These scenes of healthy nature are nourishing for me to reflect on. I imagine myself standing in this place and time, making photos and loving just existing here. Perhaps images to carry me through the upcoming winter, which, while beautiful in its own way, pales in comparison to a green and thriving late summer forest.

Nikon D800
Tamron SP AF 90mm f/2.8 Di Macro 1:1 (272ENII)@90mm
1/4 sec, f/32.0, ISO 100 

For more images like this, please visit my Facebook page:
https://www.facebook.com/EdLehming
or my website (images are available for purchase)
http://www.edlehming.com

 

“Air Traffic”

"Air Traffic"

“He imagines a necessary joy in things that must fly to eat.”
― Wendell Berry

A final look at this fleabane plant and accompanying wildlife. The Crescent butterfly, now satisfied, flies off to its next destination, while a small bee arrives to repeat the cycle.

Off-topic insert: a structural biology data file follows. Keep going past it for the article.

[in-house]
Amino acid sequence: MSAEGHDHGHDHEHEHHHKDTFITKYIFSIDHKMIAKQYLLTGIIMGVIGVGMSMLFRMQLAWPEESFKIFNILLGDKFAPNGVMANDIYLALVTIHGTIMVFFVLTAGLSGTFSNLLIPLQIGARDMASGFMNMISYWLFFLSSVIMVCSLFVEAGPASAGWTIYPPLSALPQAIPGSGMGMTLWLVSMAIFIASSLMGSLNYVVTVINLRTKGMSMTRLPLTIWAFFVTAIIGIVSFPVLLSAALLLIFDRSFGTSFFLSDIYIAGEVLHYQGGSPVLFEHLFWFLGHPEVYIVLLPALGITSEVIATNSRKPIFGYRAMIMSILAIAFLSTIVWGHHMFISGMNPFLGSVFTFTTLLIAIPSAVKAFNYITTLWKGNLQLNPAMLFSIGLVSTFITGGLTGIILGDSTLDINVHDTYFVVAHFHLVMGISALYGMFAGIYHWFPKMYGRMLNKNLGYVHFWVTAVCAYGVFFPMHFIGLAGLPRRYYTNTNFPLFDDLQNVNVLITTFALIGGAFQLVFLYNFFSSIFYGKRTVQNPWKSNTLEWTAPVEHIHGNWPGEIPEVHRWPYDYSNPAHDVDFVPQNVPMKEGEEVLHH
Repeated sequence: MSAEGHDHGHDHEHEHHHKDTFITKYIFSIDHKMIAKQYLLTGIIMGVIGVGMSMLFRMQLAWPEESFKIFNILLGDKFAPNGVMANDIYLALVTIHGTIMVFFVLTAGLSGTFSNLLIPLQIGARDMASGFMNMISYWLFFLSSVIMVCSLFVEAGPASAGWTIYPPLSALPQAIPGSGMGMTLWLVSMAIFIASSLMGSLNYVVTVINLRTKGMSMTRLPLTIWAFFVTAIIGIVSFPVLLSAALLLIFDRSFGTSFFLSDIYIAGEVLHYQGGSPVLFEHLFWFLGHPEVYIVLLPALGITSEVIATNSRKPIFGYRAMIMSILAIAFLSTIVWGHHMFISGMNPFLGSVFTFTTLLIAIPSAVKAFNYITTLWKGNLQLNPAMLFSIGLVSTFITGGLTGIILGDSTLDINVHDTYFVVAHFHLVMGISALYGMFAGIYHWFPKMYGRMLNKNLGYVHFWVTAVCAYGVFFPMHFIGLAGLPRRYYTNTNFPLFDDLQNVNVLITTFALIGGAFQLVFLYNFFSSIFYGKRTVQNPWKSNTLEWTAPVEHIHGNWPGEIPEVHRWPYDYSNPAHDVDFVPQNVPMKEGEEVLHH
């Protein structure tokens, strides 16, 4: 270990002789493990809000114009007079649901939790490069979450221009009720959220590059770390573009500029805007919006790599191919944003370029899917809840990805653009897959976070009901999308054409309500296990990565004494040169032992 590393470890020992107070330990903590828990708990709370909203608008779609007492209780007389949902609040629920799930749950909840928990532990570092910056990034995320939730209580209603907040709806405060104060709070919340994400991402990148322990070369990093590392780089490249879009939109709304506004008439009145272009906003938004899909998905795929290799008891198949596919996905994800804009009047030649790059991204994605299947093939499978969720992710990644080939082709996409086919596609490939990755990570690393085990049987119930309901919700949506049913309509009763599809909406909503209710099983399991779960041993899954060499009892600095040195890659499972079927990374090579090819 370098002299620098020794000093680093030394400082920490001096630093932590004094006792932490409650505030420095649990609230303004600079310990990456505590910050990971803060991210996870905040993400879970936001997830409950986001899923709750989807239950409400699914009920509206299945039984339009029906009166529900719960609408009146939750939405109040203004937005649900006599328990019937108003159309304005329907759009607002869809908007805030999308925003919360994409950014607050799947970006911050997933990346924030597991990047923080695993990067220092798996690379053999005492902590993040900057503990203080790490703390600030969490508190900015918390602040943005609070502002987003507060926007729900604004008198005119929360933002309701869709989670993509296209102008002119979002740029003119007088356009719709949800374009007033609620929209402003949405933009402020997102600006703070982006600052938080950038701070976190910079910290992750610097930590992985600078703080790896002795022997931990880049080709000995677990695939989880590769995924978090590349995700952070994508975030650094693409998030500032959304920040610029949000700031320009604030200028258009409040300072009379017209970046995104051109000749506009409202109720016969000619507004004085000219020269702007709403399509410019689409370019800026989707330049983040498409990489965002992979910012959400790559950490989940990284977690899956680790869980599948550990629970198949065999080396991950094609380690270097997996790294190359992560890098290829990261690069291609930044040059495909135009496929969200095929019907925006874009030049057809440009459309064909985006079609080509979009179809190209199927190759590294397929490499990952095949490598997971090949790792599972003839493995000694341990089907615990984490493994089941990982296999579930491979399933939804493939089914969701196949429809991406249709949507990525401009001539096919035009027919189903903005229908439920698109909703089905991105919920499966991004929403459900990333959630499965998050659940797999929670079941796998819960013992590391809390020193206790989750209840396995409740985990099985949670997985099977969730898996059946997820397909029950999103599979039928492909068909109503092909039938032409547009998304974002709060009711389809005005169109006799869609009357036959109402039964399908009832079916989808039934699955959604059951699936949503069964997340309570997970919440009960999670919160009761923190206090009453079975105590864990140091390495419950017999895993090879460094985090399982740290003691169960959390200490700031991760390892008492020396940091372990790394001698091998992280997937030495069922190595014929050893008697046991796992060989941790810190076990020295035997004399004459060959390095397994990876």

I like the movement in this image. It nicely illustrates the activity that goes on, even around a single plant, all day long. Each visitor, in its turn, partaking of what the plant has to offer; in return, the plant sends its pollen along to neighbouring plants, a hitchhiker tagging along with the hungry visitors, anther cycle. It’s quite a thing to watch, and much of it is missed, since the smaller flies and bees are so small and fast, that they are merely blurs to the naked eye, frozen here, to enjoy and wonder at.

Nikon D800
Tamron SP AF 90mm f/2.8 Di Macro 1:1 (272ENII)@90mm
1/500sec, f/7.1 ISO 400

for more images like this, please visit my Facebook page:
https://www.facebook.com/EdLehming
or my website (some images available for purchase)
http://www.edlehming.com

 

“First Coltsfoot of the Season”

“First Coltsfoot of the Season”